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I'm planning a project at the moment, while building a completely different project at the same time. Both of these projects are quite innovative in the way they either work or the way they are presented. One of the projects hasn't been done before, and the other is being made has competition, but I feel the competitions websites are light years behind what I'm doing.

Is there a way for me to prevent the way my sites work or presented from being stolen? I've thought of patenting parts of them, but it requires £10,000 and I don't have that amount of money. Also, would me putting a Copyright notice on the site or an All Rights Reserved tag give me any muscle when going to websites that I feel have stolen my ideas (if they have)?

Cheers!

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This is more of a legal question and will strongly depend on your and the offending site's jurisdiction –  Pekka 웃 Feb 4 '11 at 19:44

3 Answers 3

up vote 8 down vote accepted

You can't really copyright a design, though you can protect things like trade dress, logos, etc. Right now I'm hearing that you're "planning" a project that in your opinion is light years ahead of the competition, but the reality is that no one else has been given the change to decide whether or not this is true yet.

I'd suggest you develop your product and get to market ASAP. If others do copy your functionality, layout, etc., they'll be a Pepsi to your Coca Cola, and at that point it won't really matter what they do.

That would be a better use of your time than carrying a paranoia that everyone will steal your thunder. If you spend enough time on that you'll never actually get the project done, or worse still someone else will have the same idea and get to market quicker.

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Thanks, I am trying my hardest to get it to market ASAP. But it's difficult as I code in ASP.NET all day and then come home to code it in PHP (long story why). But thanks for the pep talk, means a lot :) –  mickburkejnr Feb 5 '11 at 17:52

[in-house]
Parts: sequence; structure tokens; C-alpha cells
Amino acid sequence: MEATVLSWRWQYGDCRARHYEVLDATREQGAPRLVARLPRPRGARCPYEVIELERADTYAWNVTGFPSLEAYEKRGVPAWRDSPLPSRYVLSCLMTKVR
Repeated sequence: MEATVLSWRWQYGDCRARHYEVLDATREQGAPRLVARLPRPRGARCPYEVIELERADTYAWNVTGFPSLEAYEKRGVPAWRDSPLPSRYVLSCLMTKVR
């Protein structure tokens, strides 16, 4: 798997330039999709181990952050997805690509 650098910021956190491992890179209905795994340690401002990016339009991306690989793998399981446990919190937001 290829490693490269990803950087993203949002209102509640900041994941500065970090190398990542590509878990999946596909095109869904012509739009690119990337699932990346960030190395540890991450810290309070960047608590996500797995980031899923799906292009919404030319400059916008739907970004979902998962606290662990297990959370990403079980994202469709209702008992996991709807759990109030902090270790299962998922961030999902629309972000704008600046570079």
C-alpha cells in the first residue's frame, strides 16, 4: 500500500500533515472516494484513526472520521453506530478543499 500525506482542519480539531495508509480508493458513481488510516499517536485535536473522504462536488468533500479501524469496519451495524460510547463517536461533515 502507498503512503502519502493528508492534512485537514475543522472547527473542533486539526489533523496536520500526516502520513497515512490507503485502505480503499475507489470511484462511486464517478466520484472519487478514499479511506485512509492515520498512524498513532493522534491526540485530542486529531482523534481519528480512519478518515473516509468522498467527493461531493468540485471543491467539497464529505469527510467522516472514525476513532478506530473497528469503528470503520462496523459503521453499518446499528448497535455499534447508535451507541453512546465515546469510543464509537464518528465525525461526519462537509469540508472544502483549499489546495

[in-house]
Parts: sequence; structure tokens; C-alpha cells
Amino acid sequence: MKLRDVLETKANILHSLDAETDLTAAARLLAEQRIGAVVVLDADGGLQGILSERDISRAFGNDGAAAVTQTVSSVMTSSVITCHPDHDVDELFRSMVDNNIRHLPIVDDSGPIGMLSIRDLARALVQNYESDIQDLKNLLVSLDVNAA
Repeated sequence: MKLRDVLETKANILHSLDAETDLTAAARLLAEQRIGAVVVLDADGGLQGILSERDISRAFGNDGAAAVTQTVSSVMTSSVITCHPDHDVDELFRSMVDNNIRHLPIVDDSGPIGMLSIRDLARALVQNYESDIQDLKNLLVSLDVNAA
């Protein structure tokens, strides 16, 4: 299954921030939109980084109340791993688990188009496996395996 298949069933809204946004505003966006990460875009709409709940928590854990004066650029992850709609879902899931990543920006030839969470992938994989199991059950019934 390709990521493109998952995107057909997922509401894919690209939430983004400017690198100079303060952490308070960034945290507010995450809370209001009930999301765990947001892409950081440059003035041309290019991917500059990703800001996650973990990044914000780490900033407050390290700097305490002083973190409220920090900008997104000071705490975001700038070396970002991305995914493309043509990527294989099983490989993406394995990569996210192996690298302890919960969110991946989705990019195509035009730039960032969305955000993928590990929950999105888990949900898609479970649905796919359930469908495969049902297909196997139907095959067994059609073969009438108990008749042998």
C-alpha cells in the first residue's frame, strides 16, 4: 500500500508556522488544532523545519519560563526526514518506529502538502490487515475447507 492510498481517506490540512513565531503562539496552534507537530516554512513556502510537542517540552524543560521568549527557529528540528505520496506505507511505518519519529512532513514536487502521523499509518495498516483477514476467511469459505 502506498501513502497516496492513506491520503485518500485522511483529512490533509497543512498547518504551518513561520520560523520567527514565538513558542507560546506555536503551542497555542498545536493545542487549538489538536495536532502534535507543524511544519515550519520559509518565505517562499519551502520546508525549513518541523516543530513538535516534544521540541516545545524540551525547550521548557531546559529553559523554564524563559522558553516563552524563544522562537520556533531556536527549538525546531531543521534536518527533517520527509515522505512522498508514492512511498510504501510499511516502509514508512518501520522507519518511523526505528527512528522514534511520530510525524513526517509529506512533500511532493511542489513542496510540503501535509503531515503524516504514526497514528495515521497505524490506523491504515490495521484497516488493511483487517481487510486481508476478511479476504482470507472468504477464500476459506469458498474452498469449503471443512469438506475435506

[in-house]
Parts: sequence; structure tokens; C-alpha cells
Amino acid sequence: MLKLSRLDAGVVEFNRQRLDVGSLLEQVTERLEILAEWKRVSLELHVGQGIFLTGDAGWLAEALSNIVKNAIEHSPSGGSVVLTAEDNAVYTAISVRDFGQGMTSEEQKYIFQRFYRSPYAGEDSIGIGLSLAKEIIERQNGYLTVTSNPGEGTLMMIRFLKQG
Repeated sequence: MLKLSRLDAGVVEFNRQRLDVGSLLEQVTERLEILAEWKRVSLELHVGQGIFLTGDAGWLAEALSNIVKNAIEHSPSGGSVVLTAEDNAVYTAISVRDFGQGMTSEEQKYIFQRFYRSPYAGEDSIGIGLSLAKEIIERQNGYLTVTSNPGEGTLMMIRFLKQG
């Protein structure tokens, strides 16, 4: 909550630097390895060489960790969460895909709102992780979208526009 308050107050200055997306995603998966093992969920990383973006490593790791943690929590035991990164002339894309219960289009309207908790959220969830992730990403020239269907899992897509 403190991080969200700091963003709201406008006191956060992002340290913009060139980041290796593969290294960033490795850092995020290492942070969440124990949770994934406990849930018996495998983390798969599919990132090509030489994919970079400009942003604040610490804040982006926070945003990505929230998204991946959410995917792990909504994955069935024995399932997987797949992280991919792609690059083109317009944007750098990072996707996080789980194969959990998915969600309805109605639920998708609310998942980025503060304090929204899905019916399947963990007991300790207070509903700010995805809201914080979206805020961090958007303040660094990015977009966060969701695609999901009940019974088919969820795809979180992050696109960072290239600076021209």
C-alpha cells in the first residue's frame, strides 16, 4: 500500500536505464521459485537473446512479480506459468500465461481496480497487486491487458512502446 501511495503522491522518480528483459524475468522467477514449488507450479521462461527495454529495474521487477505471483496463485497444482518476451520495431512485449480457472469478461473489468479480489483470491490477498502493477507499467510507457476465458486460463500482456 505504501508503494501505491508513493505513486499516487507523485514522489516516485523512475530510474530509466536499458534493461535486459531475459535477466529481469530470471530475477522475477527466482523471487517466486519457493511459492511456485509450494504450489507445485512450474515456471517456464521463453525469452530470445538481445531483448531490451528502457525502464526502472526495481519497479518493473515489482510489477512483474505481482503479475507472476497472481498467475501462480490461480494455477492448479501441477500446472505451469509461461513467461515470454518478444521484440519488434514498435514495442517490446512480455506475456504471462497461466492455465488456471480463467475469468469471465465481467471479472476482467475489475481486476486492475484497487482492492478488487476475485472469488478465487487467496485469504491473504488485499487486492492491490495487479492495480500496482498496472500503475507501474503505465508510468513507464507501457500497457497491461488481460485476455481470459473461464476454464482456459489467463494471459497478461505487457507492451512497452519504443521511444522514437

While you haven't given enough info for anyone to determine whether or not your ideas are unique enough to be patentable, there is precedent for patenting really stupid ideas for which prior art clearly exists. For example, pop-unders were patented, as was Amazon one-click checkout, as was menu-based navigation for MP3 players.

So if it's an actual interface mechanism rather than an aesthetic design, then chances are it's patentable. If you really think you deserve to have exclusive rights over it, and that someone else copying the idea represents a significant monetary loss to you, then perhaps you should take out a loan to pay for the patent application (or find an investor). If the idea isn't worth the application fee, then it probably won't be worth going to court over either.

You'll have the first-mover advantage either way. And many sites have gotten on just fine despite the legions of copycats who tried to ride their coat tails. It's usually whoever gets to market first, has the best service/app, and promotes their site most effectively who ends up dominating the market. I'd focus more on those things than worrying about being copied.

And, no, copyright notices do not give you any kind sort of patent protection.

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Thanks for the advice :) –  mickburkejnr Feb 5 '11 at 17:53

I believe this is what you're looking for:

http://creativecommons.org/licenses/

I also strongly agree with Steve and Lese.

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